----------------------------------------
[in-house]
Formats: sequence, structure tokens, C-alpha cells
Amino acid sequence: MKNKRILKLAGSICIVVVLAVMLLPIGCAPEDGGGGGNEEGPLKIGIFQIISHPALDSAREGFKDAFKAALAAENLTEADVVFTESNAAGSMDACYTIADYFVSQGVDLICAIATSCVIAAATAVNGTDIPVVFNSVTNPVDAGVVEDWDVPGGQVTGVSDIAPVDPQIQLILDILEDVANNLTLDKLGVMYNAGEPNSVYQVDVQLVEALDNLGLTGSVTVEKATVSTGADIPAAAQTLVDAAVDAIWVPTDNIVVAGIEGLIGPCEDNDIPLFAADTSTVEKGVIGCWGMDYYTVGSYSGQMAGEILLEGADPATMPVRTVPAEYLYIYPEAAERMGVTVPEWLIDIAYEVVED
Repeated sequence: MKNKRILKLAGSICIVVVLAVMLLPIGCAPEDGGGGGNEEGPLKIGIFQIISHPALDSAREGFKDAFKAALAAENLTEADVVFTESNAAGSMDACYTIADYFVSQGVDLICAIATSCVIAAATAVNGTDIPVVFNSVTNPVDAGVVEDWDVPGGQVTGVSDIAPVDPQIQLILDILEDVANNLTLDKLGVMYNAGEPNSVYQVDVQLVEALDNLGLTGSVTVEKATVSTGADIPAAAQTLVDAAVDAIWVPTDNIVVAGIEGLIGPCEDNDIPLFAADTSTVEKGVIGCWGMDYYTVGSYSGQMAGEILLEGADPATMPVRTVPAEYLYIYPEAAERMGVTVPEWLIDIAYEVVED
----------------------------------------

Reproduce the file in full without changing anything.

[in-house]
Formats: sequence, structure tokens, C-alpha cells
Amino acid sequence: MKNKRILKLAGSICIVVVLAVMLLPIGCAPEDGGGGGNEEGPLKIGIFQIISHPALDSAREGFKDAFKAALAAENLTEADVVFTESNAAGSMDACYTIADYFVSQGVDLICAIATSCVIAAATAVNGTDIPVVFNSVTNPVDAGVVEDWDVPGGQVTGVSDIAPVDPQIQLILDILEDVANNLTLDKLGVMYNAGEPNSVYQVDVQLVEALDNLGLTGSVTVEKATVSTGADIPAAAQTLVDAAVDAIWVPTDNIVVAGIEGLIGPCEDNDIPLFAADTSTVEKGVIGCWGMDYYTVGSYSGQMAGEILLEGADPATMPVRTVPAEYLYIYPEAAERMGVTVPEWLIDIAYEVVED
Repeated sequence: MKNKRILKLAGSICIVVVLAVMLLPIGCAPEDGGGGGNEEGPLKIGIFQIISHPALDSAREGFKDAFKAALAAENLTEADVVFTESNAAGSMDACYTIADYFVSQGVDLICAIATSCVIAAATAVNGTDIPVVFNSVTNPVDAGVVEDWDVPGGQVTGVSDIAPVDPQIQLILDILEDVANNLTLDKLGVMYNAGEPNSVYQVDVQLVEALDNLGLTGSVTVEKATVSTGADIPAAAQTLVDAAVDAIWVPTDNIVVAGIEGLIGPCEDNDIPLFAADTSTVEKGVIGCWGMDYYTVGSYSGQMAGEILLEGADPATMPVRTVPAEYLYIYPEAAERMGVTVPEWLIDIAYEVVED